Tuesday, July 31, 2012



Right off the top I want to say thanks for indulging with me in this rather ambitious commentary we’ve decided to undertake. I’ve always been a fan of horror on TV, especially anthology shows, but as a fan I’ve always had to acknowledge that though TV has produced classic series in the genre (Night Gallery, Thriller, The Outer Limits, even The Twilight Zone), horror has thrived more in the one-off TV movie format than in series form. (Dan Curtis’ great The Night Stalker begat The Night Strangler, and then of course the short-lived Kolchak series, the enduring fondness for which has more, I think, to do with nostalgia and the legacy of those movies rather than the show itself, which is kind of musty.) American Horror Story exists, as it turns out, as a strange hybrid between the two storytelling formats, something we can discuss later as the attack of Ryan Murphy and Brad Falchuk’s plan becomes more apparent.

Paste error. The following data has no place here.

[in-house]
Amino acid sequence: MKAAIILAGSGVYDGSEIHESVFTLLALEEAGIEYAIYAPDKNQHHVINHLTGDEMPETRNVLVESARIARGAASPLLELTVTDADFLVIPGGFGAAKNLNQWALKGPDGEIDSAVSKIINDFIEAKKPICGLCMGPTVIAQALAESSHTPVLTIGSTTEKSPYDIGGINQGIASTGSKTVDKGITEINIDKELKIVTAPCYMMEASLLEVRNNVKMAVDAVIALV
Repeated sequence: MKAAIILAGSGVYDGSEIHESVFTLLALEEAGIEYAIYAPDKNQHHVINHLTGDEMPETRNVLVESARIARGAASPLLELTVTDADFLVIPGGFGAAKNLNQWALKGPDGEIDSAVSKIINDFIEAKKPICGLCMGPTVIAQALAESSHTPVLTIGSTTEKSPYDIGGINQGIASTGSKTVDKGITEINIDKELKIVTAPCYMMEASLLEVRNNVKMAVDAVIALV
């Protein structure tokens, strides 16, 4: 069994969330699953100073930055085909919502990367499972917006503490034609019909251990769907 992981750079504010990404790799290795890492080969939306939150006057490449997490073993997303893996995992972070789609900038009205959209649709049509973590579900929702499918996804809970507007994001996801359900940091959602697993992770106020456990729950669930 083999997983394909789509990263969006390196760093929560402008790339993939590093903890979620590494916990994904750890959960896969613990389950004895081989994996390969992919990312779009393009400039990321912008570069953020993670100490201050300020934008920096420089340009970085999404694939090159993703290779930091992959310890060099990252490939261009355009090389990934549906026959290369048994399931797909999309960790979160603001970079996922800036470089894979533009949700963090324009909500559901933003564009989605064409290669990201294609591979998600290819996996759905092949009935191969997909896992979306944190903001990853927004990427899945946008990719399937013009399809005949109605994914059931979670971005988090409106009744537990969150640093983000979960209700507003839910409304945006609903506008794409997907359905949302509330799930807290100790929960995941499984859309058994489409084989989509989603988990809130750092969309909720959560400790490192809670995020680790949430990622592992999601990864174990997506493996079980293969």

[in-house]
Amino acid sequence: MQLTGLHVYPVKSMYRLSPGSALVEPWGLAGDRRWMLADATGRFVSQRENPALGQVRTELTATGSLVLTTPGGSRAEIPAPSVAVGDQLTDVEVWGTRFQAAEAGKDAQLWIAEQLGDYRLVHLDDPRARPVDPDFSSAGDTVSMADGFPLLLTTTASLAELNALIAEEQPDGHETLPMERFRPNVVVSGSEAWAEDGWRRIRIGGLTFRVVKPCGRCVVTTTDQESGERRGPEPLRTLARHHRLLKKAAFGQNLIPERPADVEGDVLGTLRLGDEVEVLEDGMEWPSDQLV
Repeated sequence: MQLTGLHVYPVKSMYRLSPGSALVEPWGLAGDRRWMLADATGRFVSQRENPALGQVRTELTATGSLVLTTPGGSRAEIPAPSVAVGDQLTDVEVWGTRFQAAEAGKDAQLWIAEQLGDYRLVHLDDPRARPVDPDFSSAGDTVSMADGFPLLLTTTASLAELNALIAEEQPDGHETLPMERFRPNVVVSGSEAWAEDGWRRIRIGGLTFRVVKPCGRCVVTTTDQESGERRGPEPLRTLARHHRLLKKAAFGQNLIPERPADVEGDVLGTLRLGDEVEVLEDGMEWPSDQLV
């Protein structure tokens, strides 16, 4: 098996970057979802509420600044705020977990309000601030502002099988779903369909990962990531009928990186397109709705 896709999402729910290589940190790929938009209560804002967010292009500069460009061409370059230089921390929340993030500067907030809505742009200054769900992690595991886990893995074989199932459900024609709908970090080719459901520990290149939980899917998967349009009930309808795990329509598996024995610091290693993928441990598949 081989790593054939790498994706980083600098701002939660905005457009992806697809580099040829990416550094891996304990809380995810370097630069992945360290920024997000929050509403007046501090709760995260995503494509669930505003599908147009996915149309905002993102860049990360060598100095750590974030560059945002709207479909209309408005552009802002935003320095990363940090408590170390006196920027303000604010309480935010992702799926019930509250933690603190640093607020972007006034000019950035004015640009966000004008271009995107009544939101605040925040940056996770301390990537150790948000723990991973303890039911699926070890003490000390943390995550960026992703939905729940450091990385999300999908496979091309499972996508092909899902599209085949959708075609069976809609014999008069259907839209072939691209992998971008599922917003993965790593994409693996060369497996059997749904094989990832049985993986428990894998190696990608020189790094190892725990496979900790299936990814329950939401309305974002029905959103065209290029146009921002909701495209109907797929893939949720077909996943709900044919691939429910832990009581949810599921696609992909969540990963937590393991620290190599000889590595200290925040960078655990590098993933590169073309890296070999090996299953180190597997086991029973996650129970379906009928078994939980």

Speaking of which, you and I are approaching this show from different angles—I’ve already seen it nearly in its entirety (I’ve missed now, I think, only one episode), whereas you are at the beginning of your voyage, the pilot being the only episode you’ve seen so far. This presents a challenge for me— to avoid getting ahead of myself and drawing inferences or outright conclusions based on information that has not yet been revealed. I will strive to keep myself (with one non-spoiler-oriented exception in this piece) within the limits of what episodes we have both seen as this discussion progresses.